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Long-Awaited Home for Jewish Life

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  • Leonard Klehr ’72 and Susan Kline Klehr ’73

     

Ralph Taber envisions the Klehr Center for Jewish Life becoming a gathering place for Jewish people from the College and the community.

Located at the corner of College Avenue and West New Street, The Klehr Center for Jewish Life opened Friday, Oct. 24, during a dedication ceremony. Two open houses are planned for students, on Wed., Nov. 5, from 8 to 10 p.m., and for College faculty, staff and visitors on Thu., Nov. 6, from 3:30 to 5:30 p.m.

Taber, associate dean of Franklin & Marshall College and director of the Klehr Center, said he could see “students coming and going, interfaith dialogues, book club meetings, lectures, films. I want it to be an active, vibrant place, eventually a center for Jewish life not just at F&M, but in Lancaster itself.”

The 6,500-square-foot, two-story building, which cost about $2 million to build, offers a bright and open space with a large living room and lounge area and a multipurpose room that can seat 60 for meals or 90 for lectures. There is an expansive kosher kitchen, a seminar room and study spaces, as well as a library and a sanctuary.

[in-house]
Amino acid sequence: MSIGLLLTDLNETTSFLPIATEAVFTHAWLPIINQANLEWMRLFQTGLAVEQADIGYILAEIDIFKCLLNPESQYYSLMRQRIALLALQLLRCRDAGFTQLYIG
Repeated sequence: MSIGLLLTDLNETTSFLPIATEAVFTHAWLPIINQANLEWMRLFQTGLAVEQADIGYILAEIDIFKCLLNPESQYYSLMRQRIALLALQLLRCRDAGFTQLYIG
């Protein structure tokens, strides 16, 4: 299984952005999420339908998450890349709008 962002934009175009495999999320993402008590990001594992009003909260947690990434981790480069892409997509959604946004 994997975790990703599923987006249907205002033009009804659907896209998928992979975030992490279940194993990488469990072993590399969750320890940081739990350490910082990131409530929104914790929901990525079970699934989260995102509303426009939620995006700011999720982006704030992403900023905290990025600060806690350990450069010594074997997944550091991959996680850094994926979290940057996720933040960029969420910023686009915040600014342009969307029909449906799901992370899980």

The old Hillel House was torn down to make room for the Klehr Center, which will be home for F&M Hillel, an organization dedicated to preserving Jewish culture on campus.

The Klehr Center was made possible by the support of Susan Kline Klehr ’73 and Leonard Klehr, Esq., ’72. Susan Kline Klehr is an F&M trustee and is president of Congregation Rodeph Shalom in Philadelphia. Leonard Klehr is a member of the College’s Leadership Council.

In a recent interview with Franklin & Marshall Magazine, Susan Kline Klehr said she saw the construction of the Jewish Center as more than just a “bigger house for Hillel.” For her, it is symbolic of the College’s commitment to programs for all kinds of students.

“You see these three houses on College Avenue—the Philadelphia Alumni Writers House, the Joseph International Center and now the Jewish life center—all different students and faculty, different communities able to come together,” she says. “This is a great opportunity for the College to offer something to students interested in an enriched Jewish life.”

Once the Klehr Center is open, the faculty of the Judaic Studies Program will hold classes in the seminar room.

Annette Aronowicz, chair of the Judaic Studies program and the Robert F. & Patricia G. Ross Weis Chair in Judaic Studies, remarked that she was taken with the beauty of the Klehr Center, and suggested the center would mean a “renewal and strengthening of Jewish life on campus. It is already strong, but this setting promises it will become even more so.”

The Judaic Studies program, begun in the early 1990s, offers courses in a wide variety of historical, cultural and religious subjects and in Hebrew language. Students can choose to minor or to create a joint major or special-studies major. Two faculty members who teach exclusively in Judaic Studies are joined by a number of faculty members who contribute individual courses.